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This diagnostic is a method for detecting minimal residual disease in the blood of Multiple Myeloma patients. We have the ability to detect antibodies from the tumor cells at levels approximately 67 times lower than conventional methods, without additional bone marrow biopsies. This exquisite level of detection allows clinicians to better monitor the response to therapies, potentially eliminating minimal residual disease, and perhaps intervene at earlier stages of relapse; all of which enhances the treatment of Multiple Myeloma patients and offers the best chance for a Complete Response.


  • Worldwide, 114,000 patients are diagnosed with Multiple Myeloma each year; new agents have greatly increased survival rates (from 12% to 50%) and extended remission periods (up to 7 years); however, patients will typically cycle through multiple treatments, and accurately assessing disease burden to decipher when to terminate therapy is crucial.
  • Currently, after a bone marrow biopsy confirms the presence of diseased B cells, patients’ serum is monitored weekly during treatment for the antibodies that the tumors secrete; then every 4-12 weeks, as the patient transitions into remission. Unfortunately, the conventional Serum Protein Electrophoresis (SPEP) method is incapable of detecting minimal residual disease (MRD).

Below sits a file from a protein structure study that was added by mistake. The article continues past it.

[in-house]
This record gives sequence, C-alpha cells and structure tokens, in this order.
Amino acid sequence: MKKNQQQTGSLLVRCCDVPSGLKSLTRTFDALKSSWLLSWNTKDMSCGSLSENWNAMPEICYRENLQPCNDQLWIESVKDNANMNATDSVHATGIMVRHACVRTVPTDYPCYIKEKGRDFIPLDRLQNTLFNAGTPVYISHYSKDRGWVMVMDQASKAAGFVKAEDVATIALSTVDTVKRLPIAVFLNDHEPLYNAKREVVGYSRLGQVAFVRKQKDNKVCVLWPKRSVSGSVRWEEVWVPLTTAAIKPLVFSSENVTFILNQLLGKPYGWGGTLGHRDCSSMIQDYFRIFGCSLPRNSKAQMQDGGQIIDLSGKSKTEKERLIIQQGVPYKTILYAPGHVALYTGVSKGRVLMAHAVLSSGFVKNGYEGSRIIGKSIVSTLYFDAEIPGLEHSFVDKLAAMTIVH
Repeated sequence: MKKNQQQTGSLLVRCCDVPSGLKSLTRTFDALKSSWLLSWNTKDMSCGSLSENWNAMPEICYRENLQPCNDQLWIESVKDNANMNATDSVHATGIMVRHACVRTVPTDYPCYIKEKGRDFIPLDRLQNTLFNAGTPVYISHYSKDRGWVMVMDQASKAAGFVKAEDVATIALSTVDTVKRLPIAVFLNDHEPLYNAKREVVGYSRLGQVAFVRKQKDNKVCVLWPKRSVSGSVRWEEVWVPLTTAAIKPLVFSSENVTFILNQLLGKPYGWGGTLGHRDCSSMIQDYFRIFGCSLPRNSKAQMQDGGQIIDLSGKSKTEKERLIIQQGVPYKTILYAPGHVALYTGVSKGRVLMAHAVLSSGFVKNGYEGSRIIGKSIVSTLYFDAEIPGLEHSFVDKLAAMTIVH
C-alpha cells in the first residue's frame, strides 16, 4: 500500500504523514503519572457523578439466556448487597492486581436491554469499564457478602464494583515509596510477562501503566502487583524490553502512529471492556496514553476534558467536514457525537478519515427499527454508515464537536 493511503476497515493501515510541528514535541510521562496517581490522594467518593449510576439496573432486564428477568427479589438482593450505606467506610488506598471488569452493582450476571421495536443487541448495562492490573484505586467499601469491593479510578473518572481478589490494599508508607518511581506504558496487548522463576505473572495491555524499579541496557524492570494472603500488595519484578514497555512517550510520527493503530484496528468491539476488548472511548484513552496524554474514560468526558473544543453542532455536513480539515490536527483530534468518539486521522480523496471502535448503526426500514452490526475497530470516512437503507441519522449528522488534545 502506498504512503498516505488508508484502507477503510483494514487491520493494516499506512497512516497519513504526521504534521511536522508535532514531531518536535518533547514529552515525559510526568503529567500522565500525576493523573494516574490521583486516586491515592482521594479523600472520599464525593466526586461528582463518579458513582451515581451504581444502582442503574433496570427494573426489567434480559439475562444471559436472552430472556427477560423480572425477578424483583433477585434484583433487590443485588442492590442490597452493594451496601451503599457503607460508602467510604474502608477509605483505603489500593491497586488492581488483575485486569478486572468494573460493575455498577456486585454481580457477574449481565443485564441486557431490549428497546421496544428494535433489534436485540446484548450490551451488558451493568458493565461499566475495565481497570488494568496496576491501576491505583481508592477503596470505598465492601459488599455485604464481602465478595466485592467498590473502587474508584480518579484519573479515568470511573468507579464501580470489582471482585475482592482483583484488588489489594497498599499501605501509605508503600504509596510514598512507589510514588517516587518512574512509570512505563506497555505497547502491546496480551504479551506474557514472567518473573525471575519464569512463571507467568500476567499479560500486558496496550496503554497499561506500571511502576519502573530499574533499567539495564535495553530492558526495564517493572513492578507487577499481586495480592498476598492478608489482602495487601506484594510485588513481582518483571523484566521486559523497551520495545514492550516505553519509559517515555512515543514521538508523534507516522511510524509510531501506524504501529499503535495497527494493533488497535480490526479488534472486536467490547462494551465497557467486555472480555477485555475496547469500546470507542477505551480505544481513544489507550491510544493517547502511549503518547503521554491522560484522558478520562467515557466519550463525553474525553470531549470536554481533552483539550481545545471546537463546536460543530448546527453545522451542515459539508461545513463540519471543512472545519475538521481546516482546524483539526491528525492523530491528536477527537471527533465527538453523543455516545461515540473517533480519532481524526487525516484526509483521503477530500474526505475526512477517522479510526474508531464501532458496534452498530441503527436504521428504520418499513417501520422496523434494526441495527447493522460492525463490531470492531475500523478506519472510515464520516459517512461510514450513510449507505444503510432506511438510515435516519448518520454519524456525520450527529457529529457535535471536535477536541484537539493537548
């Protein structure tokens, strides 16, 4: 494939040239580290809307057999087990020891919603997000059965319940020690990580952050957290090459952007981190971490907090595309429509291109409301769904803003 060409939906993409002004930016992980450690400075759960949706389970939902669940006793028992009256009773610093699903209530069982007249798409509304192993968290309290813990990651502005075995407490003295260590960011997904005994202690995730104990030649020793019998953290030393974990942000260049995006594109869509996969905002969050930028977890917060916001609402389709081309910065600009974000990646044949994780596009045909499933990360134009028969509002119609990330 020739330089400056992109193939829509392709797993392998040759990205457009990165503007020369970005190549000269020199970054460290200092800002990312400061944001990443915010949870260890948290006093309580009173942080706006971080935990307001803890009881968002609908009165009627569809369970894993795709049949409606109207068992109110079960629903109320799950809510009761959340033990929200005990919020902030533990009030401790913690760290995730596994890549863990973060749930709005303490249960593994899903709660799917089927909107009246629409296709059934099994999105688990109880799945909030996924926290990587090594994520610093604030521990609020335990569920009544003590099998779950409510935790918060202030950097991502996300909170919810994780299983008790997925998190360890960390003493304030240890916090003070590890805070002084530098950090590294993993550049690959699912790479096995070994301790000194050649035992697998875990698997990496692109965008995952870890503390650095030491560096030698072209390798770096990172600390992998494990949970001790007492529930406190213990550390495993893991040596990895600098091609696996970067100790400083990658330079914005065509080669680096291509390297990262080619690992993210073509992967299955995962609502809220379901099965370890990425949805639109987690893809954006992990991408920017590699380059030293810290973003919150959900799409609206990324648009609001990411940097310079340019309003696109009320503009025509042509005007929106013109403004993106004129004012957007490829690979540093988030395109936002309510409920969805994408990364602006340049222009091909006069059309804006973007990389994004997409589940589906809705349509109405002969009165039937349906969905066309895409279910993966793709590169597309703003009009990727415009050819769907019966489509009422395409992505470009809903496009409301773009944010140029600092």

• By transforming the RNA sequences from the initial biopsy into peptide signatures that can be assessed using mass spectrometry, our technology offers highly sensitive detection of disease by measuring antibody levels in the serum, through routine blood draws.
  • The market for detecting MRD is attractive, as evidenced by Sequenta’s Lymphosight™. This technology does so by detecting RNA from tumor cells; however, it requires additional, invasive bone marrow biopsies for monitoring that are painful, costly, and portals for infection in this immune compromised population.


Pre-clinical studies have shown that utilizing our liquid chromatography-multiple reaction monitoring-mass spectrometry (LC-MRM-MS) method for detecting tumor secreted antibodies in the serum of Multiple Myeloma patients is vastly superior to the serum protein electrophoresis (SPEP) currently employed (MS detects analytes at 0.0015g/dL vs. SPEP at 0.1g/dL). First, we identify the individual tumor cells via RNA based sequencing from the patient’s initial biopsy. Next, we translate the RNA encoding the variable chain of the tumor cell’s antibody into an amino acid chain. Finally, the chain undergoes multiple rounds of digestion to create peptide fragments that are unique to the tumor signature and appropriate for interrogation by MS. We now know the exact peptide to seek in the serum to inform clinicians of disease burden; moreover, the reaction can be “spiked” with the original peptide sequence that has been heavy labeled to further enhance quantification.


  • ER Remily-Wood et al. (2014) Proteomics Clinical Applications 8: 783-795
  • US provisional patent application filed on 2/28/14 for Dr. Koomen

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